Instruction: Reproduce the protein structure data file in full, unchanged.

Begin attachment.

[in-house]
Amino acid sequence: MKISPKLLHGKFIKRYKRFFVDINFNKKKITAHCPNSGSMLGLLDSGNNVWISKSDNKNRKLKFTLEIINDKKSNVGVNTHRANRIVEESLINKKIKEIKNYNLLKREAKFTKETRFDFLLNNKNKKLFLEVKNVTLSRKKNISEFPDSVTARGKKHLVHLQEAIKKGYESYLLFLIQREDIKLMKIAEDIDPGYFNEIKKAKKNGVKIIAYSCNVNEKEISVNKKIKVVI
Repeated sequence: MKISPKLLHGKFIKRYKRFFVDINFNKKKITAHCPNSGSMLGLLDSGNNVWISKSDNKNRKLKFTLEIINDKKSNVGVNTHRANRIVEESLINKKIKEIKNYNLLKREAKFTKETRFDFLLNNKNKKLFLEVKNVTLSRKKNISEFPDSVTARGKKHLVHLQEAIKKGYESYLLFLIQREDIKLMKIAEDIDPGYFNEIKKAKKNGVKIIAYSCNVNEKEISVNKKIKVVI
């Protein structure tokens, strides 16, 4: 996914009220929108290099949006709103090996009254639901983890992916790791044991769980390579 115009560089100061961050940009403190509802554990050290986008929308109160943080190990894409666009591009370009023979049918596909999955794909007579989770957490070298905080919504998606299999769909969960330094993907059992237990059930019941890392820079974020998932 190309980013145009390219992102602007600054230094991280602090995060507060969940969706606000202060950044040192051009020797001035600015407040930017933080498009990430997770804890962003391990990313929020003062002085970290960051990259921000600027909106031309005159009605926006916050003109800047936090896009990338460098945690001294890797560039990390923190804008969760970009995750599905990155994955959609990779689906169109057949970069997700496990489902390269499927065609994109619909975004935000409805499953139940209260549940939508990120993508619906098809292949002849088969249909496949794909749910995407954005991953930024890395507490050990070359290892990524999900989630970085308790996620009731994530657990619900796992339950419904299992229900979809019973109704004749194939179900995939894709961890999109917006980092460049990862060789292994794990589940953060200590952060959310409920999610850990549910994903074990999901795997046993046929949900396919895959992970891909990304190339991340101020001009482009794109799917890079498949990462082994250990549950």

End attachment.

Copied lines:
[in-house]
Amino acid sequence: MKISPKLLHGKFIKRYKRFFVDINFNKKKITAHCPNSGSMLGLLDSGNNVWISKSDNKNRKLKFTLEIINDKKSNVGVNTHRANRIVEESLINKKIKEIKNYNLLKREAKFTKETRFDFLLNNKNKKLFLEVKNVTLSRKKNISEFPDSVTARGKKHLVHLQEAIKKGYESYLLFLIQREDIKLMKIAEDIDPGYFNEIKKAKKNGVKIIAYSCNVNEKEISVNKKIKVVI
Repeated sequence: MKISPKLLHGKFIKRYKRFFVDINFNKKKITAHCPNSGSMLGLLDSGNNVWISKSDNKNRKLKFTLEIINDKKSNVGVNTHRANRIVEESLINKKIKEIKNYNLLKREAKFTKETRFDFLLNNKNKKLFLEVKNVTLSRKKNISEFPDSVTARGKKHLVHLQEAIKKGYESYLLFLIQREDIKLMKIAEDIDPGYFNEIKKAKKNGVKIIAYSCNVNEKEISVNKKIKVVI
């Protein structure tokens, strides 16, 4: 996914009220929108290099949006709103090996009254639901983890992916790791044991769980390579 115009560089100061961050940009403190509802554990050290986008929308109160943080190990894409666009591009370009023979049918596909999955794909007579989770957490070298905080919504998606299999769909969960330094993907059992237990059930019941890392820079974020998932 190309980013145009390219992102602007600054230094991280602090995060507060969940969706606000202060950044040192051009020797001035600015407040930017933080498009990430997770804890962003391990990313929020003062002085970290960051990259921000600027909106031309005159009605926006916050003109800047936090896009990338460098945690001294890797560039990390923190804008969760970009995750599905990155994955959609990779689906169109057949970069997700496990489902390269499927065609994109619909975004935000409805499953139940209260549940939508990120993508619906098809292949002849088969249909496949794909749910995407954005991953930024890395507490050990070359290892990524999900989630970085308790996620009731994530657990619900796992339950419904299992229900979809019973109704004749194939179900995939894709961890999109917006980092460049990862060789292994794990589940953060200590952060959310409920999610850990549910994903074990999901795997046993046929949900396919895959992970891909990304190339991340101020001009482009794109799917890079498949990462082994250990549950």